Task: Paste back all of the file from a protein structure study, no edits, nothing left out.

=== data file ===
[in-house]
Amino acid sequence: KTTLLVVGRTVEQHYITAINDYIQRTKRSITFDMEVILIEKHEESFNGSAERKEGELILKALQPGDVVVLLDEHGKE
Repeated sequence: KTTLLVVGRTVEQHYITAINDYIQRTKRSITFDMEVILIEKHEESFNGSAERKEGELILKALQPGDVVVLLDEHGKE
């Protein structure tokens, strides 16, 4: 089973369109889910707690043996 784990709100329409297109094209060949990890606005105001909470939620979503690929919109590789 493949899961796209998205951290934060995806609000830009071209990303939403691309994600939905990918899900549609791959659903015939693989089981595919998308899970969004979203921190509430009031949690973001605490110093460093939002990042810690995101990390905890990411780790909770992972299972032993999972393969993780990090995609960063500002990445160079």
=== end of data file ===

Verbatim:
[in-house]
Amino acid sequence: KTTLLVVGRTVEQHYITAINDYIQRTKRSITFDMEVILIEKHEESFNGSAERKEGELILKALQPGDVVVLLDEHGKE
Repeated sequence: KTTLLVVGRTVEQHYITAINDYIQRTKRSITFDMEVILIEKHEESFNGSAERKEGELILKALQPGDVVVLLDEHGKE
């Protein structure tokens, strides 16, 4: 089973369109889910707690043996 784990709100329409297109094209060949990890606005105001909470939620979503690929919109590789 493949899961796209998205951290934060995806609000830009071209990303939403691309994600939905990918899900549609791959659903015939693989089981595919998308899970969004979203921190509430009031949690973001605490110093460093939002990042810690995101990390905890990411780790909770992972299972032993999972393969993780990090995609960063500002990445160079």